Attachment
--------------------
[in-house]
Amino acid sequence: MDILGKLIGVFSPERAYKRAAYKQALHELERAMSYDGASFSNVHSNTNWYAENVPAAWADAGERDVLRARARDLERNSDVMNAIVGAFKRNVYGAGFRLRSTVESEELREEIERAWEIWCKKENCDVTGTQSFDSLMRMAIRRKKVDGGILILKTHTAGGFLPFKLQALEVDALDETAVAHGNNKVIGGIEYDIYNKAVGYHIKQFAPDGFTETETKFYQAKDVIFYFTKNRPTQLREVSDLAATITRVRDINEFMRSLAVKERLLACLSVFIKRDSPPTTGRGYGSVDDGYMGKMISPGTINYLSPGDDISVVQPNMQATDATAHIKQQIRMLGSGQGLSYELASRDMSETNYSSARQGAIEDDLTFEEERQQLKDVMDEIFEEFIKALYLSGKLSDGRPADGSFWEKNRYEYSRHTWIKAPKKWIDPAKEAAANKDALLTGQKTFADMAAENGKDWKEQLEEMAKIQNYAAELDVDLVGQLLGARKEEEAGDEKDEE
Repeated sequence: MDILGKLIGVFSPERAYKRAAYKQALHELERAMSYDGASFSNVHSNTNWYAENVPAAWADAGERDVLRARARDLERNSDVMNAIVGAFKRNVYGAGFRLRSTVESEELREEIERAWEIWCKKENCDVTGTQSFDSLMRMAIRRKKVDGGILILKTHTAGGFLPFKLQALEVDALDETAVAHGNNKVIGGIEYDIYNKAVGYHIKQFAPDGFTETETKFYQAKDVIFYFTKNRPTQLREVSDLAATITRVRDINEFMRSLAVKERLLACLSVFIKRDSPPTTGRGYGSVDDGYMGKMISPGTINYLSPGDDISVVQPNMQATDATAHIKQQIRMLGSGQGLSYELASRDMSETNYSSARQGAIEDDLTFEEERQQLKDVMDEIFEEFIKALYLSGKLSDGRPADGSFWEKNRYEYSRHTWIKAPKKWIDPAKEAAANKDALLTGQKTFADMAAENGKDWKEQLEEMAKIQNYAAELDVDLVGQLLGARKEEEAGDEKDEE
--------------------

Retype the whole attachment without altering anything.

[in-house]
Amino acid sequence: MDILGKLIGVFSPERAYKRAAYKQALHELERAMSYDGASFSNVHSNTNWYAENVPAAWADAGERDVLRARARDLERNSDVMNAIVGAFKRNVYGAGFRLRSTVESEELREEIERAWEIWCKKENCDVTGTQSFDSLMRMAIRRKKVDGGILILKTHTAGGFLPFKLQALEVDALDETAVAHGNNKVIGGIEYDIYNKAVGYHIKQFAPDGFTETETKFYQAKDVIFYFTKNRPTQLREVSDLAATITRVRDINEFMRSLAVKERLLACLSVFIKRDSPPTTGRGYGSVDDGYMGKMISPGTINYLSPGDDISVVQPNMQATDATAHIKQQIRMLGSGQGLSYELASRDMSETNYSSARQGAIEDDLTFEEERQQLKDVMDEIFEEFIKALYLSGKLSDGRPADGSFWEKNRYEYSRHTWIKAPKKWIDPAKEAAANKDALLTGQKTFADMAAENGKDWKEQLEEMAKIQNYAAELDVDLVGQLLGARKEEEAGDEKDEE
Repeated sequence: MDILGKLIGVFSPERAYKRAAYKQALHELERAMSYDGASFSNVHSNTNWYAENVPAAWADAGERDVLRARARDLERNSDVMNAIVGAFKRNVYGAGFRLRSTVESEELREEIERAWEIWCKKENCDVTGTQSFDSLMRMAIRRKKVDGGILILKTHTAGGFLPFKLQALEVDALDETAVAHGNNKVIGGIEYDIYNKAVGYHIKQFAPDGFTETETKFYQAKDVIFYFTKNRPTQLREVSDLAATITRVRDINEFMRSLAVKERLLACLSVFIKRDSPPTTGRGYGSVDDGYMGKMISPGTINYLSPGDDISVVQPNMQATDATAHIKQQIRMLGSGQGLSYELASRDMSETNYSSARQGAIEDDLTFEEERQQLKDVMDEIFEEFIKALYLSGKLSDGRPADGSFWEKNRYEYSRHTWIKAPKKWIDPAKEAAANKDALLTGQKTFADMAAENGKDWKEQLEEMAKIQNYAAELDVDLVGQLLGARKEEEAGDEKDEE